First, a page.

Saturday, August 22, 2020

Kate Riordan

Kate Riordan is a British writer and journalist who worked for the Guardian and Time Out London.

Her new novel is The Heatwave.

My Q&A with the author:

How much work does your title do to take readers into the story?

The Heatwave, as a title, doesn’t attempt to tell the reader much about the specific plot points of my story, which is set in the south of France and brim-full of long-buried family secrets. But what it does suggest, I hope, is the mood of the book. A heatwave is by its nature extraordinary and so it follows that the people enduring it will start to behave in extraordinary ways, shucking off the normal rules like their clothes as the mercury keeps on rising.

A reader knows without conscious thought that there will be drama in a book called The Heatwave because hot weather can send people mad; we naturally associate extreme heat with fury and fire and boiling resentments, and all of these are present in the book. We also know instinctively that heatwaves can’t go on forever. At some point the weather is going to break, and probably in dramatic fashion. Any reader will pick up that the action ‘on the ground’ in the book is going to mirror that climax.

I did consider the title Heatstroke instead - I liked the single word, and the sensuousness of ‘stroke’ (though the medical condition, which features in the book, is anything but), but the word ‘heatwave’ seemed to hold more menace and tension - and that’s exactly what I was after.

What's in a name?

The family in my book is half-French, half-English. The narrator is Sylvie, who is returning to her childhood home in Provence, which is also where she lived with her now ex-husband and their first child, Elodie, who they lost ten years earlier. Their younger daughter is Emma, who left France for London when she was only four and is to all intents and purposes, fully English. Those two girls names, both beginning with E, were very deliberately chosen. Elodie is French, pretty but foreign, melodic but unknowable, just like the character herself. Emma is English and familiar, a little bit gauche and plain - and the daughter who is a much simpler proposition for her mother.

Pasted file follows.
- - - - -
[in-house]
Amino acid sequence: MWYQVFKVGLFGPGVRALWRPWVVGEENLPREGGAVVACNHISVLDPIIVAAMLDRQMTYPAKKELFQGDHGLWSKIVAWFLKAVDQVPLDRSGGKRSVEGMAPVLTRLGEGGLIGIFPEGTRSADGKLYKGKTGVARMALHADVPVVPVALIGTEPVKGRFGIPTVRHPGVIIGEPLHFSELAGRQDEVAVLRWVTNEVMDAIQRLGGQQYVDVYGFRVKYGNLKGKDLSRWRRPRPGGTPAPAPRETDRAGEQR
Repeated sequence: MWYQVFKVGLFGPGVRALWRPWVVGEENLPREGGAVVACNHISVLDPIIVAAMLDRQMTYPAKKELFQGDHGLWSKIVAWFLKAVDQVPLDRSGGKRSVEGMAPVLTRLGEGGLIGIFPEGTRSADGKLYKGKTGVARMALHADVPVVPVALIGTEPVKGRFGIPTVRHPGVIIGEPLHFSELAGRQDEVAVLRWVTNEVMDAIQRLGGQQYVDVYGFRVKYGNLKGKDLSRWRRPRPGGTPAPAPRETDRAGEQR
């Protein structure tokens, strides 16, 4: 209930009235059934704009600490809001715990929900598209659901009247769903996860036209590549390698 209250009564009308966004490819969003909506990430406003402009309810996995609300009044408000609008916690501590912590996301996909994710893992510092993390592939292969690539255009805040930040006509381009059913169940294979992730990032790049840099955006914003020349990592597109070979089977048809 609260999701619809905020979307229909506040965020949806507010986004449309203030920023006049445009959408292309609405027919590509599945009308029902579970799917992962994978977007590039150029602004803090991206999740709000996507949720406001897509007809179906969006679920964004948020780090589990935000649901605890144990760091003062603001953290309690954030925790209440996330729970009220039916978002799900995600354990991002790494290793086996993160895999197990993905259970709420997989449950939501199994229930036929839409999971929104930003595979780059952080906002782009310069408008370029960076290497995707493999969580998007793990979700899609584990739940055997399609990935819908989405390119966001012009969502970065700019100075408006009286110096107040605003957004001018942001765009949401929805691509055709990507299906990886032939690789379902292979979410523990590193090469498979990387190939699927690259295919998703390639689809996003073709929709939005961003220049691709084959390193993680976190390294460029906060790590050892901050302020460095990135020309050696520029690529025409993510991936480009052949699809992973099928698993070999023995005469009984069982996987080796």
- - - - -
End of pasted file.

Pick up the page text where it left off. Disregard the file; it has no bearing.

How surprised would your teenage reader self be by your new novel?

Not very surprised at all! I have always loved France and spent a lot of time there as a teenager. 1993 is the present day in the book and Emma is turning fourteen, which is more or less the age I was myself back then. I did that on purpose so I could relive my own teenage summers: the promise of sultry evenings, the cool jewellery you could buy in the markets, the unfamiliar smells and sounds, the boys. Everything feels super-charged when you’re that age, caught between childhood and the adult world, and I wanted to try and capture that as best I could from my own memories.

Do you find it harder to write beginnings or endings? Which do you change more?

I love beginnings. There’s that line about every book being a beautiful idea ruined and I think lots of writers identify heavily with that. When I start, I have such high hopes, but of course it never quite turns out the way you intended. Actually, it’s not the end that’s so tricky - it’s the middle. That’s the bit that gets away from me!

Do you see much of yourself in your characters? Do they have any connection to your personality, or are they a world apart?

I think there are always elements of you in your characters but often it will be something quite small that you borrow from your own life. So you might have a character who doesn’t like flying or who loves the burnt crust of pizza (both of these apply to me!). These little details can make a character ring true. But with the big stuff it’s much more fun to create people who are absolutely not like you.

What non-literary inspirations have influenced your writing?

I did a lot of film studies as part of my English degree - I was always drawn to those courses over the more traditional literature options. I try to write in a very visual way - I want readers to be there, in the world I’ve made up - and so I definitely draw on films and TV shows I’ve loved to do that. Drama series are also brilliant for plotting and pacing - there will often be multiple arcs running at the same time: one for a single episode, another for the season, others in case a second or third season is commissioned. There are even mid-season arcs in case a show gets cancelled. The writers really squeeze every drop of tension, potential and possibility out of their cast of characters and there’s a lot to learn there for a writer.
Visit Kate Riordan's website.

--Marshal Zeringue